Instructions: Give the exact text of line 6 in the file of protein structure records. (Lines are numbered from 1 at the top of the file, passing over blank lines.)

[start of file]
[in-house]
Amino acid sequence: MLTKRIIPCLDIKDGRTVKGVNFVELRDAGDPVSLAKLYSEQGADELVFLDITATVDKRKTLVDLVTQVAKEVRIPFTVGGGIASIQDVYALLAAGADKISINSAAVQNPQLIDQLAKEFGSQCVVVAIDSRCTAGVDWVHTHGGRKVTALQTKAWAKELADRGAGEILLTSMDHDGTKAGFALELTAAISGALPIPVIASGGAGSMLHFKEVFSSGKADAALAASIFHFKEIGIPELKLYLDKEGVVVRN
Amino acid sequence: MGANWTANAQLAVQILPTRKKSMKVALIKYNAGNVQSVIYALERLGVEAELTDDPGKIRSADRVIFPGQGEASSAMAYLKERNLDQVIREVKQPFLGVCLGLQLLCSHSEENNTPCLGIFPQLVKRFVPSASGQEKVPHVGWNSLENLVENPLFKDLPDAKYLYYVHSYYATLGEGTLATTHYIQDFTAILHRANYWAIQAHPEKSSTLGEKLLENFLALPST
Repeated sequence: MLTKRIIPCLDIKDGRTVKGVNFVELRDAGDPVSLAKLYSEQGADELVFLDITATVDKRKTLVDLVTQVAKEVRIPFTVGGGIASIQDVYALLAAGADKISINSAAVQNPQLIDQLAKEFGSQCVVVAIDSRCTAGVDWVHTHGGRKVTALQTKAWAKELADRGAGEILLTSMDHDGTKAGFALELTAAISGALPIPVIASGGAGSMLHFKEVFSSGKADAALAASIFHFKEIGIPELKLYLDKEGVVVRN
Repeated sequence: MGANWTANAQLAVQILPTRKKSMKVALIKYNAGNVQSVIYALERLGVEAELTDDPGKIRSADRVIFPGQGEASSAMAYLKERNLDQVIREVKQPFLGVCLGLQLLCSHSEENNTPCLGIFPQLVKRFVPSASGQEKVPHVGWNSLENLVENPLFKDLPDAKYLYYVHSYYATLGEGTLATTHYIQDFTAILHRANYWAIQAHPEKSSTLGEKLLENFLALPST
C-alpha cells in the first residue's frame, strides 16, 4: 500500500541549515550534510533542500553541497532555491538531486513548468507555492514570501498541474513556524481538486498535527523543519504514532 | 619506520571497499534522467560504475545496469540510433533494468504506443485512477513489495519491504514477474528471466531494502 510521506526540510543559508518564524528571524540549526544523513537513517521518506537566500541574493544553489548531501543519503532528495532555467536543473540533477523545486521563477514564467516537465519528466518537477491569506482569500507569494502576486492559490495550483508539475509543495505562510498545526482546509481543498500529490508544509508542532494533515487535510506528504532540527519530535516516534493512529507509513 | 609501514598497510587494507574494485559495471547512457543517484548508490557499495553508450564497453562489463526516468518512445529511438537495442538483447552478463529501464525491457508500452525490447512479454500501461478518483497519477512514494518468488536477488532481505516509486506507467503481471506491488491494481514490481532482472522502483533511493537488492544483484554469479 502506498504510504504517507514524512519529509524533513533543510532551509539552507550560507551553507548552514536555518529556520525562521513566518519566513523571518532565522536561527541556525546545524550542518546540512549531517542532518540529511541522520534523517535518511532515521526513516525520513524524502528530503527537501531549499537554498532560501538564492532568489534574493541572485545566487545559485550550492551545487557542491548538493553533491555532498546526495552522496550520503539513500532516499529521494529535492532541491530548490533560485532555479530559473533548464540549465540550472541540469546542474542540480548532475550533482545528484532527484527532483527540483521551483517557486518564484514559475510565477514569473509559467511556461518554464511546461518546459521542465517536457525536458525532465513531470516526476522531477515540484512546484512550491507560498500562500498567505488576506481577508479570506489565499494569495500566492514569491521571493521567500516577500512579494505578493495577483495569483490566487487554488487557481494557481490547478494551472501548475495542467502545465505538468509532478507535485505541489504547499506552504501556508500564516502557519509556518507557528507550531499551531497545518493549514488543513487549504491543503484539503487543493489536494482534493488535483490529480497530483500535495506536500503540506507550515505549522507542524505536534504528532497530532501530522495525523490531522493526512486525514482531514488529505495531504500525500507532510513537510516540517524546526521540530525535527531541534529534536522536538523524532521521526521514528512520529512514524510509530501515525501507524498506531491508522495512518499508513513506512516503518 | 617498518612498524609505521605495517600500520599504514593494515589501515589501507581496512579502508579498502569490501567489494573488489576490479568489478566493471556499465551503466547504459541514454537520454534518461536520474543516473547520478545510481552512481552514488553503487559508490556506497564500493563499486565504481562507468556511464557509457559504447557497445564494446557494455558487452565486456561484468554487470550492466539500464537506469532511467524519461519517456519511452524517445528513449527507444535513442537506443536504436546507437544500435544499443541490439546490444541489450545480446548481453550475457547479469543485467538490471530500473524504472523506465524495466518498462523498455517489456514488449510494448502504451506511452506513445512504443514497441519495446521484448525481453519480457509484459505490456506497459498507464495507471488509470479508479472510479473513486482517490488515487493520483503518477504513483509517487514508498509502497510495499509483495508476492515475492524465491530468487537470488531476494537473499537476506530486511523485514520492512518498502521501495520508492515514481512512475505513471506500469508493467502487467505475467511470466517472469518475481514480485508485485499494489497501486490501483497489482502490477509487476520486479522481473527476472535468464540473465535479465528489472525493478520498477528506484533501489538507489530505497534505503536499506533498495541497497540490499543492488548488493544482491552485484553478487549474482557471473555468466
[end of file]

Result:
C-alpha cells in the first residue's frame, strides 16, 4: 500500500541549515550534510533542500553541497532555491538531486513548468507555492514570501498541474513556524481538486498535527523543519504514532 | 619506520571497499534522467560504475545496469540510433533494468504506443485512477513489495519491504514477474528471466531494502 510521506526540510543559508518564524528571524540549526544523513537513517521518506537566500541574493544553489548531501543519503532528495532555467536543473540533477523545486521563477514564467516537465519528466518537477491569506482569500507569494502576486492559490495550483508539475509543495505562510498545526482546509481543498500529490508544509508542532494533515487535510506528504532540527519530535516516534493512529507509513 | 609501514598497510587494507574494485559495471547512457543517484548508490557499495553508450564497453562489463526516468518512445529511438537495442538483447552478463529501464525491457508500452525490447512479454500501461478518483497519477512514494518468488536477488532481505516509486506507467503481471506491488491494481514490481532482472522502483533511493537488492544483484554469479 502506498504510504504517507514524512519529509524533513533543510532551509539552507550560507551553507548552514536555518529556520525562521513566518519566513523571518532565522536561527541556525546545524550542518546540512549531517542532518540529511541522520534523517535518511532515521526513516525520513524524502528530503527537501531549499537554498532560501538564492532568489534574493541572485545566487545559485550550492551545487557542491548538493553533491555532498546526495552522496550520503539513500532516499529521494529535492532541491530548490533560485532555479530559473533548464540549465540550472541540469546542474542540480548532475550533482545528484532527484527532483527540483521551483517557486518564484514559475510565477514569473509559467511556461518554464511546461518546459521542465517536457525536458525532465513531470516526476522531477515540484512546484512550491507560498500562500498567505488576506481577508479570506489565499494569495500566492514569491521571493521567500516577500512579494505578493495577483495569483490566487487554488487557481494557481490547478494551472501548475495542467502545465505538468509532478507535485505541489504547499506552504501556508500564516502557519509556518507557528507550531499551531497545518493549514488543513487549504491543503484539503487543493489536494482534493488535483490529480497530483500535495506536500503540506507550515505549522507542524505536534504528532497530532501530522495525523490531522493526512486525514482531514488529505495531504500525500507532510513537510516540517524546526521540530525535527531541534529534536522536538523524532521521526521514528512520529512514524510509530501515525501507524498506531491508522495512518499508513513506512516503518 | 617498518612498524609505521605495517600500520599504514593494515589501515589501507581496512579502508579498502569490501567489494573488489576490479568489478566493471556499465551503466547504459541514454537520454534518461536520474543516473547520478545510481552512481552514488553503487559508490556506497564500493563499486565504481562507468556511464557509457559504447557497445564494446557494455558487452565486456561484468554487470550492466539500464537506469532511467524519461519517456519511452524517445528513449527507444535513442537506443536504436546507437544500435544499443541490439546490444541489450545480446548481453550475457547479469543485467538490471530500473524504472523506465524495466518498462523498455517489456514488449510494448502504451506511452506513445512504443514497441519495446521484448525481453519480457509484459505490456506497459498507464495507471488509470479508479472510479473513486482517490488515487493520483503518477504513483509517487514508498509502497510495499509483495508476492515475492524465491530468487537470488531476494537473499537476506530486511523485514520492512518498502521501495520508492515514481512512475505513471506500469508493467502487467505475467511470466517472469518475481514480485508485485499494489497501486490501483497489482502490477509487476520486479522481473527476472535468464540473465535479465528489472525493478520498477528506484533501489538507489530505497534505503536499506533498495541497497540490499543492488548488493544482491552485484553478487549474482557471473555468466